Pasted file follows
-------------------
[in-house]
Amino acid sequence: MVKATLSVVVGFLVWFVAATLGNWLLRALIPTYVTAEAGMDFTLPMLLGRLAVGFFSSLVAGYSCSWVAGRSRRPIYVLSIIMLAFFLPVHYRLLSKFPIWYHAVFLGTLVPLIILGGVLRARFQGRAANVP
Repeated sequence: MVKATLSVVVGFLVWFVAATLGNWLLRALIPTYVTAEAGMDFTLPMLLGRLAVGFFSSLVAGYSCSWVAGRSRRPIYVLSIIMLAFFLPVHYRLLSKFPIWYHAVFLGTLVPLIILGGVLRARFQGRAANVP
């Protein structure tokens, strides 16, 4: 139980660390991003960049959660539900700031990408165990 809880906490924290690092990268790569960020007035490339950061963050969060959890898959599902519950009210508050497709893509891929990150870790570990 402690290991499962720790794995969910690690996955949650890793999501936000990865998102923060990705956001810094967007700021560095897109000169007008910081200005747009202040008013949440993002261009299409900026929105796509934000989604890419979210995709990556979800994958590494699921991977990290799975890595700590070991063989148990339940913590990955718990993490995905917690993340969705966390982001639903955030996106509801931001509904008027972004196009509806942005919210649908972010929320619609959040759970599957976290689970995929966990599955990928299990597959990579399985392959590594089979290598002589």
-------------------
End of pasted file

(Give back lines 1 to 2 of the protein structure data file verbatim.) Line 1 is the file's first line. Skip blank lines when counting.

[in-house]
Amino acid sequence: MVKATLSVVVGFLVWFVAATLGNWLLRALIPTYVTAEAGMDFTLPMLLGRLAVGFFSSLVAGYSCSWVAGRSRRPIYVLSIIMLAFFLPVHYRLLSKFPIWYHAVFLGTLVPLIILGGVLRARFQGRAANVP